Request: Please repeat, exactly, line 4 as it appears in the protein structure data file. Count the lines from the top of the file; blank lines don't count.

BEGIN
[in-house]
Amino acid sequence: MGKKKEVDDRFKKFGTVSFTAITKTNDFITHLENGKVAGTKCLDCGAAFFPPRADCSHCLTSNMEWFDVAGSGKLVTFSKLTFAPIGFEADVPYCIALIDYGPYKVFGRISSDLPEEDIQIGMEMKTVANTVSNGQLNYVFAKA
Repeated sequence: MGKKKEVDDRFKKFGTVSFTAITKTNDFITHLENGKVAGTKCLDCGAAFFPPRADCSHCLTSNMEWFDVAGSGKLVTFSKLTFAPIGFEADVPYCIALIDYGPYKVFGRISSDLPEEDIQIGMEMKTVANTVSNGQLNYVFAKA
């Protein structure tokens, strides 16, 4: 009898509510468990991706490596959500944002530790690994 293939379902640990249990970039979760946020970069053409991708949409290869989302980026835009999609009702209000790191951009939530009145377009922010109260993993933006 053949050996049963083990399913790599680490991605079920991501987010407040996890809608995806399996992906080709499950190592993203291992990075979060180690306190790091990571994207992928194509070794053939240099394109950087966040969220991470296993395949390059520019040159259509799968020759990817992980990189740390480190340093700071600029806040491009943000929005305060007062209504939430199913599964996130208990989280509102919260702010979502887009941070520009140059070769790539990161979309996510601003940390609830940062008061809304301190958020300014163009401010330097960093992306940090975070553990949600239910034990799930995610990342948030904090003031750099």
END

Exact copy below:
């Protein structure tokens, strides 16, 4: 009898509510468990991706490596959500944002530790690994 293939379902640990249990970039979760946020970069053409991708949409290869989302980026835009999609009702209000790191951009939530009145377009922010109260993993933006 053949050996049963083990399913790599680490991605079920991501987010407040996890809608995806399996992906080709499950190592993203291992990075979060180690306190790091990571994207992928194509070794053939240099394109950087966040969220991470296993395949390059520019040159259509799968020759990817992980990189740390480190340093700071600029806040491009943000929005305060007062209504939430199913599964996130208990989280509102919260702010979502887009941070520009140059070769790539990161979309996510601003940390609830940062008061809304301190958020300014163009401010330097960093992306940090975070553990949600239910034990799930995610990342948030904090003031750099």